The UN on Tuesday expressed concerns about the hiking of work permit fees for foreigners and a recent South Sudan Government’s order giving expatriates a month to obtain work permits.
Ian Ridley, head of the United Nations Office for the Coordination of Humanitarian Affairs (UNOCHA) in South Sudan, said the new work permit fees and other fees enacted in September will make it even more costly for aid organisations, both national and international, to deliver much-needed aid to people in need.
“OCHA affirms that humanitarian organizations working in South Sudan must uphold the laws of the country; however the uneven and sometimes unpredictable implementation of the law sometimes presents challenges to NGOs and other partners,” Ridley told Xinhua.
South Sudan’s relief agency said on Monday that it identified more than 1,000 illegal expatriates working with humanitarian organizations in the east African nation, and has given them a one-month ultimatum to acquire work permits or face the law.
A letter, addressed to UNOCHA dated Nov. 2 by the South Sudan Relief and Rehabilitation Commission, made public the names of the individuals and the organizations they work for, and ordered them to obtain work permits by Dec. 4.
In March, South Sudan increased work permit fees for foreign workers from 100 U.S. dollars to 10,000 dollars for professional/business class, 2,000 dollars for blue collar jobs and 1,000 dollars for casual laborers.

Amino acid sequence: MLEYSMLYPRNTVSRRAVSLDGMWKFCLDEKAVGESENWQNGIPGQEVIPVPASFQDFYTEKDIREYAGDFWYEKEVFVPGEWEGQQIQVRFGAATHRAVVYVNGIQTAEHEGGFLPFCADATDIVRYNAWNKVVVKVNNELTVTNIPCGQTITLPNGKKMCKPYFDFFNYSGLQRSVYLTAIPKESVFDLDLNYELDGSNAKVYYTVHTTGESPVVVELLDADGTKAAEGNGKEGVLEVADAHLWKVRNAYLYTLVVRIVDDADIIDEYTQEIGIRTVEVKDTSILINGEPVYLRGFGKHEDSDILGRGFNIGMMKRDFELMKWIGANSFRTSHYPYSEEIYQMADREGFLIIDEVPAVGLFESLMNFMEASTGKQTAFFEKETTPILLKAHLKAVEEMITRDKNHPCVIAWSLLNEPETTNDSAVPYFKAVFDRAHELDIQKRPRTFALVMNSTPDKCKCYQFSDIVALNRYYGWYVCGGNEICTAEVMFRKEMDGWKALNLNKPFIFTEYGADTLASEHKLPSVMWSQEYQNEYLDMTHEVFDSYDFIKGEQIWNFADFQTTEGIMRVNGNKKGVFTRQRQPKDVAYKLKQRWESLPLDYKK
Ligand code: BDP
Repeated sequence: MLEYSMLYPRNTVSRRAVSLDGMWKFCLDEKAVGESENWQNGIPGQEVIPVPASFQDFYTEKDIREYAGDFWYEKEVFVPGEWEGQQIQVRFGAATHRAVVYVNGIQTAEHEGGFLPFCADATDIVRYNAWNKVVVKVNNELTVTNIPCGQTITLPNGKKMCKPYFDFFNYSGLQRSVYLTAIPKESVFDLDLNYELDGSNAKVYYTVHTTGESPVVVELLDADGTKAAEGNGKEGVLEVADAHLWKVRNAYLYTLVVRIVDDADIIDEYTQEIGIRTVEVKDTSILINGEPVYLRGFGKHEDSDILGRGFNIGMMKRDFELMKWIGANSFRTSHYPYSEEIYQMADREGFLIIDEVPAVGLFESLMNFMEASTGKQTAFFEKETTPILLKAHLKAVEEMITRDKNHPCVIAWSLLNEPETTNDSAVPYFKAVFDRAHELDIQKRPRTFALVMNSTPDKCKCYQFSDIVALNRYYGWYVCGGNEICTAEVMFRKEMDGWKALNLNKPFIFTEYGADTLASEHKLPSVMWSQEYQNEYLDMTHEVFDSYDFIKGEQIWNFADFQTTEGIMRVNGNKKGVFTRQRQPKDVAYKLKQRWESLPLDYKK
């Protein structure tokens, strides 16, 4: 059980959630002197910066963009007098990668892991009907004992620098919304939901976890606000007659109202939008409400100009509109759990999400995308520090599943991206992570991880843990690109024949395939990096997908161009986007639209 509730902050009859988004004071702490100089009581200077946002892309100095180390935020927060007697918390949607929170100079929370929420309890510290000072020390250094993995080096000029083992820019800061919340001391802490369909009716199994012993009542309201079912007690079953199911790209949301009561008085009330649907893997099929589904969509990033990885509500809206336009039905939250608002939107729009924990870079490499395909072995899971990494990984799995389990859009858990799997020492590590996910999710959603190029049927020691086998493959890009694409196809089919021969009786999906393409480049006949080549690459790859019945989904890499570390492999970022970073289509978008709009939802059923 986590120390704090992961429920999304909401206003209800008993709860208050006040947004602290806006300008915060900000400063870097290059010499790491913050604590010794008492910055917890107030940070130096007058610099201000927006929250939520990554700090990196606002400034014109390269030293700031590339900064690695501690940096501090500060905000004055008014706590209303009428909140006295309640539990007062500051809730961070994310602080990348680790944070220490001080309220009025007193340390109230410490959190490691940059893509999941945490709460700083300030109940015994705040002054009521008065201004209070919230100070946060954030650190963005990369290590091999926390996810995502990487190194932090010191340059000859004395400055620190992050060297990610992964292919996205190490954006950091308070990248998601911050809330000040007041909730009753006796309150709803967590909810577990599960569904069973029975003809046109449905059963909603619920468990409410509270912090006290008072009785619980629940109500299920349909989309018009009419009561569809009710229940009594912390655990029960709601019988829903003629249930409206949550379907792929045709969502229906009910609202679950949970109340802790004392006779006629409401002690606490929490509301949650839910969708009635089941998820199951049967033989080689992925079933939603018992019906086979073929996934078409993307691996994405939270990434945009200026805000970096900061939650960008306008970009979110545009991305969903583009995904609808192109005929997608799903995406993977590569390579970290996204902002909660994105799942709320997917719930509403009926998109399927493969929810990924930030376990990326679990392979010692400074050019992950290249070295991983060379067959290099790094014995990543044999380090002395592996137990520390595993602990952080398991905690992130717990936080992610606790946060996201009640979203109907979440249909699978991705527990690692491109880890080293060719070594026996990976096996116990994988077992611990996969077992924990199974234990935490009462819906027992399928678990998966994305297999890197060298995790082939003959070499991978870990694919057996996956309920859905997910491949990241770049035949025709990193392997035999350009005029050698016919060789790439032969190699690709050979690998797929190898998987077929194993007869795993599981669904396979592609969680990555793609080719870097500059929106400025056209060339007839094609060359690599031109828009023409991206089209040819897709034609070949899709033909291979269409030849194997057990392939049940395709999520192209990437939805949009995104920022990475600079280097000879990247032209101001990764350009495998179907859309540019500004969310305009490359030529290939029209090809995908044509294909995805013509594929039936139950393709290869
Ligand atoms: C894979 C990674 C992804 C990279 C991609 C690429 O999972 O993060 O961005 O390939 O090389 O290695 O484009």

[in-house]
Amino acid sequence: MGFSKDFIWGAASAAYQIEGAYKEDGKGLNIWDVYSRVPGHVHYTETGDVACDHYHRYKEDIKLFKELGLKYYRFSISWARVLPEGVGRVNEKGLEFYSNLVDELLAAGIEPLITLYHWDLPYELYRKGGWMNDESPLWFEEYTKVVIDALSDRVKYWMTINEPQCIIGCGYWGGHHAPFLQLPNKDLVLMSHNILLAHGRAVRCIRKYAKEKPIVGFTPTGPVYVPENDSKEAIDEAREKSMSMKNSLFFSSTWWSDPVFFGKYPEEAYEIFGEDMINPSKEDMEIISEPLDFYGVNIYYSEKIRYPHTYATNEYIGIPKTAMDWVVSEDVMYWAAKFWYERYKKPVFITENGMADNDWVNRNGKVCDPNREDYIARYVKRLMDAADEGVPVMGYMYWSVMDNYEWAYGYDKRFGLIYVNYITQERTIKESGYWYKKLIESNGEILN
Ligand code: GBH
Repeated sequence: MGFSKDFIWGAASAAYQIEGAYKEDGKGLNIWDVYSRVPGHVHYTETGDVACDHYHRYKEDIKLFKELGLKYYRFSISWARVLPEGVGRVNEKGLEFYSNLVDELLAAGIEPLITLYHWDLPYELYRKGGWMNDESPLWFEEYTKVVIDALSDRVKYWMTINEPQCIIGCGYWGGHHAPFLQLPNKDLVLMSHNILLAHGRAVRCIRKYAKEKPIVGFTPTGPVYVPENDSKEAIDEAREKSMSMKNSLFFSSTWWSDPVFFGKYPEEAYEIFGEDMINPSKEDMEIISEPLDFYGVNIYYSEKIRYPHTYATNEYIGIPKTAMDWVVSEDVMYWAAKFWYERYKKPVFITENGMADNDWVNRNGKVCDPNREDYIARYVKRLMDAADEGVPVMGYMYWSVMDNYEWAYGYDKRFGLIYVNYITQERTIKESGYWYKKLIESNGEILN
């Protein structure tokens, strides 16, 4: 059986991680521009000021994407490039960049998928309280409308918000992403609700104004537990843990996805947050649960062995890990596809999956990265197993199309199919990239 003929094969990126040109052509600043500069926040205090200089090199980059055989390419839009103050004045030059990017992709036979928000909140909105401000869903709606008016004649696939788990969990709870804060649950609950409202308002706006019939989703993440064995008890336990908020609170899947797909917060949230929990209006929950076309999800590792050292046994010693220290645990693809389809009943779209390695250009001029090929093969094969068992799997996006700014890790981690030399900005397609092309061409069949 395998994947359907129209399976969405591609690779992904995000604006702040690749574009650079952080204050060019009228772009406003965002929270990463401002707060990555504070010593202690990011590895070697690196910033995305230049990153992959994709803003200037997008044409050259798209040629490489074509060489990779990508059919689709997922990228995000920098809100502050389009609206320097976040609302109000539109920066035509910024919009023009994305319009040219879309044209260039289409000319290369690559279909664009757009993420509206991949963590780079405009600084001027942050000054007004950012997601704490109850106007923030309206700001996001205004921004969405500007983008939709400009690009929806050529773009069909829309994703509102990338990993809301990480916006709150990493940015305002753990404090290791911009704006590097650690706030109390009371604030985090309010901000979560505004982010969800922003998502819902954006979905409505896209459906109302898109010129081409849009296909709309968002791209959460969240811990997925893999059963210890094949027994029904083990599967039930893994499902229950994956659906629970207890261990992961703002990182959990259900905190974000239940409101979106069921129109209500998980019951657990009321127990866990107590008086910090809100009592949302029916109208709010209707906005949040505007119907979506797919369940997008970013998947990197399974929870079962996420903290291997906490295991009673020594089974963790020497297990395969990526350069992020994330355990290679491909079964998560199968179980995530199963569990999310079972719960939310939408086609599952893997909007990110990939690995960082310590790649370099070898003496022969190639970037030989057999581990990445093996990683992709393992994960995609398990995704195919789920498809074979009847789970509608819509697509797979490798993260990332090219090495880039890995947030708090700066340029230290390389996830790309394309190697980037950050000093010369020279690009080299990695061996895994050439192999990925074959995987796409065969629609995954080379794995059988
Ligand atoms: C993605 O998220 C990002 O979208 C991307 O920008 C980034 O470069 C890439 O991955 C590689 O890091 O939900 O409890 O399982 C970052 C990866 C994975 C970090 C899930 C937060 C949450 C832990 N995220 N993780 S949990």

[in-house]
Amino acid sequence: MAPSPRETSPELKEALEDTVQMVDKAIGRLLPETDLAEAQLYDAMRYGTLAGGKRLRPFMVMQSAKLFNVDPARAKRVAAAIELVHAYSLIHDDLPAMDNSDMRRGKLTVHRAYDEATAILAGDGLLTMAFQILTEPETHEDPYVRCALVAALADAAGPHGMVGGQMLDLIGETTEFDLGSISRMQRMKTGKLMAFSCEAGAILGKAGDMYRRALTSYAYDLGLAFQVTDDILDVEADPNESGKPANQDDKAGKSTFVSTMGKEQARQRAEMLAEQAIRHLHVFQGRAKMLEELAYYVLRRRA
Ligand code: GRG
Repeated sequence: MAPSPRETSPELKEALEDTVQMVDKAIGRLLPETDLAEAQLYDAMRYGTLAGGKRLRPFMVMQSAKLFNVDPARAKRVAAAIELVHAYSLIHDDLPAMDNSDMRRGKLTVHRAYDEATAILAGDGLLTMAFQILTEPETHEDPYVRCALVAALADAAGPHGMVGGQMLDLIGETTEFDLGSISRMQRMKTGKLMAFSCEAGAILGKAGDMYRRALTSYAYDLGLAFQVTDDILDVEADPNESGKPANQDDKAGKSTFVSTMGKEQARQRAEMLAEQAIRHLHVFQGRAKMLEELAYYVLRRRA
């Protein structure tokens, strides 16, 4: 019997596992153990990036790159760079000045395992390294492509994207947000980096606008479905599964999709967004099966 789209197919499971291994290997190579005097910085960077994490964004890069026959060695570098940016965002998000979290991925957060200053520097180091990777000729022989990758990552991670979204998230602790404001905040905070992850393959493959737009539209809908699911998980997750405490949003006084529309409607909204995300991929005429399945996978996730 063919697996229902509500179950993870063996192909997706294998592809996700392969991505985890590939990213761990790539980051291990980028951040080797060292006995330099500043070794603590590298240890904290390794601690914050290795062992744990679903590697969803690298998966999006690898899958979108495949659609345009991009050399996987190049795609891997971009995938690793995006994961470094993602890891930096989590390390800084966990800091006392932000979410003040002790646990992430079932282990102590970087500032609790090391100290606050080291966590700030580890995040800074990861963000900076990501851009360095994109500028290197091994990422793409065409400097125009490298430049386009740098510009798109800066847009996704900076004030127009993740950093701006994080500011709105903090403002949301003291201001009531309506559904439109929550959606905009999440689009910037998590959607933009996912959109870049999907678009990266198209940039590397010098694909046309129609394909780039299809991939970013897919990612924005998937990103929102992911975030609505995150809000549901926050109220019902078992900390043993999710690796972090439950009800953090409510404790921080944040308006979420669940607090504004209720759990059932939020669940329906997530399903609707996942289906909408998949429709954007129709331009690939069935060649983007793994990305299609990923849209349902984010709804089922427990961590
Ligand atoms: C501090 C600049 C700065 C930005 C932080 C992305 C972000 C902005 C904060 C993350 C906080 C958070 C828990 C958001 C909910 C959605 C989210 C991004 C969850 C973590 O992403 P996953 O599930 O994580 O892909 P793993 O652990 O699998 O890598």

The South Sudanese finance ministry said at the time that the hiked fee would raise vital revenue for the cash-strapped government to fund its activities.
But the fee hike prompted an outcry from humanitarian agencies who described it as a way of restricting work of foreign aid workers in the war-torn nation, forcing the government to suspend the policy the following month.
The Ministry of Labour and Public Service late October announced the revised annual work permit rates for foreigners ranging from 500 to 4,000 dollars.
Under the new fee structure, consultants and managers will pay 4,000 dollars, professionals charged 3,000 dollars and technicians 2,000 dollars.
The directive does not affect members of the diplomatic corps.
Skilled workers will pay 1,000 dollars and casual laborers will be charged 500 dollars, and defaulters will be charged an extra 200 dollars in fines.
OCHA condemned making public names of aid workers who are alleged to be without work permits, adding that preliminary data suggest that names on the list include former staff, visitors, and staff who have in fact applied for or possess a permit.
Ridley said the humanitarian community in South Sudan would cooperate with the government to ensure all staff are in possession of the required work permit.
“Information about NGO staff members is confidential and should not be published without their consent.
“We therefore urge the RRC to remove any such information from public domain,” Ridley added.